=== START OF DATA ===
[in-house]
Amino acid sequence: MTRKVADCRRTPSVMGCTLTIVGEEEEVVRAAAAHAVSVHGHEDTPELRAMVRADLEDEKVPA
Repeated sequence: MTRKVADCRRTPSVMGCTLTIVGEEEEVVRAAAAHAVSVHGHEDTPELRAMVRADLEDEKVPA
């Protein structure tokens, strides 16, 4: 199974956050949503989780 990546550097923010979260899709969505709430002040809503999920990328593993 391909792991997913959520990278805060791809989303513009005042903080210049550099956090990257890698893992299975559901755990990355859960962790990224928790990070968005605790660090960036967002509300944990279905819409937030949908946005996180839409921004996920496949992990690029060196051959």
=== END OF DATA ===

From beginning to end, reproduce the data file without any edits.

[in-house]
Amino acid sequence: MTRKVADCRRTPSVMGCTLTIVGEEEEVVRAAAAHAVSVHGHEDTPELRAMVRADLEDEKVPA
Repeated sequence: MTRKVADCRRTPSVMGCTLTIVGEEEEVVRAAAAHAVSVHGHEDTPELRAMVRADLEDEKVPA
């Protein structure tokens, strides 16, 4: 199974956050949503989780 990546550097923010979260899709969505709430002040809503999920990328593993 391909792991997913959520990278805060791809989303513009005042903080210049550099956090990257890698893992299975559901755990990355859960962790990224928790990070968005605790660090960036967002509300944990279905819409937030949908946005996180839409921004996920496949992990690029060196051959």